- The attorneys general of California, the District of Columbia, Massachusetts, Michigan and Rhode Island are defending some of the Federal Energy Regulatory Commission's most important decisions regarding energy storage, arguing that the FERC orders in question will produce billions of dollars in health, economic and environmental benefits for their states, according to a recent filing.
- The attorneys general and the California Air Resources Board filed an amicus brief in support of FERC in a U.S. Court of Appeals for the D.C. Circuit case brought by the National Association of Regulatory Utility Commissioners, the American Public Power Association and other groups, who allege that FERC’s 2018 Order 841 overstepped the agency’s authority and imposes unfair burdens on state regulators and utilities to have to craft costly methods for energy storage to participate in wholesale electricity markets.
- In a Feb. 10 statement, the attorneys general of California and Massachusetts said that increasing the wholesale market participation of storage resources like large-scale batteries is an important component of the states’ strategies to reduce greenhouse gas emissions while also keeping energy prices in check.
Order 841 directed the regional transmission organizations (RTOs) and independent system operators (ISOs) that run the country’s wholesale electricity markets to craft new rules to allow storage resources to bid their services into the markets. Energy storage has already been quickly growing, in large part due to declines in the costs of lithium-ion batteries that can store generated electricity and deploy it at other times, and the storage industry has expected a boost from Order 841 since it will provide new revenue streams for the services storage can provide.
In their brief, the attorneys general also claim that wholesale market barriers have been holding back the growth of storage, but that Order 841 and its companion Order 841-A “provide a requirement for market design that will bolster investor confidence and encourage development of storage resources.”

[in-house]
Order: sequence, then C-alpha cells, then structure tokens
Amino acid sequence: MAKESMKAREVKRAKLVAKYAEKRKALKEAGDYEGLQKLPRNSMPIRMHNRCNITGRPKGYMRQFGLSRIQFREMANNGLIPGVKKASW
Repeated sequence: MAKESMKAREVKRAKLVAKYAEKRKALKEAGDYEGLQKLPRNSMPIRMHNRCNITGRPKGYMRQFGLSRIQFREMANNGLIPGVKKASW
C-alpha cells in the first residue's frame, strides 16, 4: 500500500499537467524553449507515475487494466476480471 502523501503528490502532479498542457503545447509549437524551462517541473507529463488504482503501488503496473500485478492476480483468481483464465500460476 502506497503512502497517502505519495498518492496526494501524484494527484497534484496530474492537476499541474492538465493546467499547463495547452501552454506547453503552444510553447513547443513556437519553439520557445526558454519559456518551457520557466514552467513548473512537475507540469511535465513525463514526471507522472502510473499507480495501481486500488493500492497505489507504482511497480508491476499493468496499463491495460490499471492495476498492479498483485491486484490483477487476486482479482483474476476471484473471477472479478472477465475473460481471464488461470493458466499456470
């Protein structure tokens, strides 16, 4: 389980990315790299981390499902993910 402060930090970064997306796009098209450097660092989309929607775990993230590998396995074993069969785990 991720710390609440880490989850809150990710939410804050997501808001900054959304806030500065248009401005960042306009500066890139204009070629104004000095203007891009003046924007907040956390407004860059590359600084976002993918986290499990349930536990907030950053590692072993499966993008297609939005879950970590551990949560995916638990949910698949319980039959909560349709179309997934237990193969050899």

Storage has the unique ability to inject energy back into the grid when it is most valuable, and thus is “essential” to state goals to reduce greenhouse gas emissions by building more renewable energy that is not available at certain times, the brief said. It cited a Massachusetts Department of Energy Resources study that found that an “optimal” amount of energy storage deployed in that state by 2020 would lead to $3.4 billion in economic, health and environmental benefits over ten years due to reduced electricity prices, reduced demand, deferred transmission infrastructure investment and a reduced need to run peaking power plants.
But NARUC and other groups mounting the challenge see FERC’s order as an infringement on state authority because it goes beyond the realm of the transmission system, of which FERC is one of the primary regulators, into the distribution system, which is typically controlled by local utilities. “A substantial, real-world burden… would be placed on distribution utilities if they were required to allow storage resources connected to their local distribution facilities or behind the retail meter… to participate in wholesale markets administered” by RTOs and ISOs, according to a brief filed by the Transmission Access Policy Study Group (TAPS), a trade association representing municipal utilities, municipal joint action agencies, electric cooperatives and an investor-owned utility.
For example, distributed storage resources, like batteries deployed at customer homes or businesses, produce two-way flows of power since batteries both deploy stored power to the grid and consume electricity from the grid. Therefore, they can lead to large costs for utilities if their distribution systems are not designed to handle those bidirectional power flows, according to the brief from TAPS. On top of those costs, the utilities would also need to develop modeling and forecasting tools to accommodate the sales of electricity from those distributed resources to the wholesale markets.
“The significant complexity—and associated cost—of acquiring and deploying modeling and forecasting tools that address these issues will be a burden on many utilities, particularly smaller distribution utilities,” TAPS argued.
TAPS and other petitioners called for FERC to give state regulators an “opt-out” mechanism where they would have the discretion to not give storage resources in certain distribution utility territories access to wholesale markets if the regulators found doing so would not be beneficial.
The brief from the attorneys general and California Air Resources Board, however, alleges that the orders are “in harmony” with FERC’s authority under the Federal Power Act. “The Orders only require that RTOs and ISOs adjust their market rules to facilitate equal participation by storage resources in wholesale markets. That directive is within [FERC’s] authority to regulate the rules and practices of the wholesale markets,” the brief said, noting that states will still be able to regulate storage in ways not related to the wholesale markets, such as “siting, safety, environmental permitting and land use.”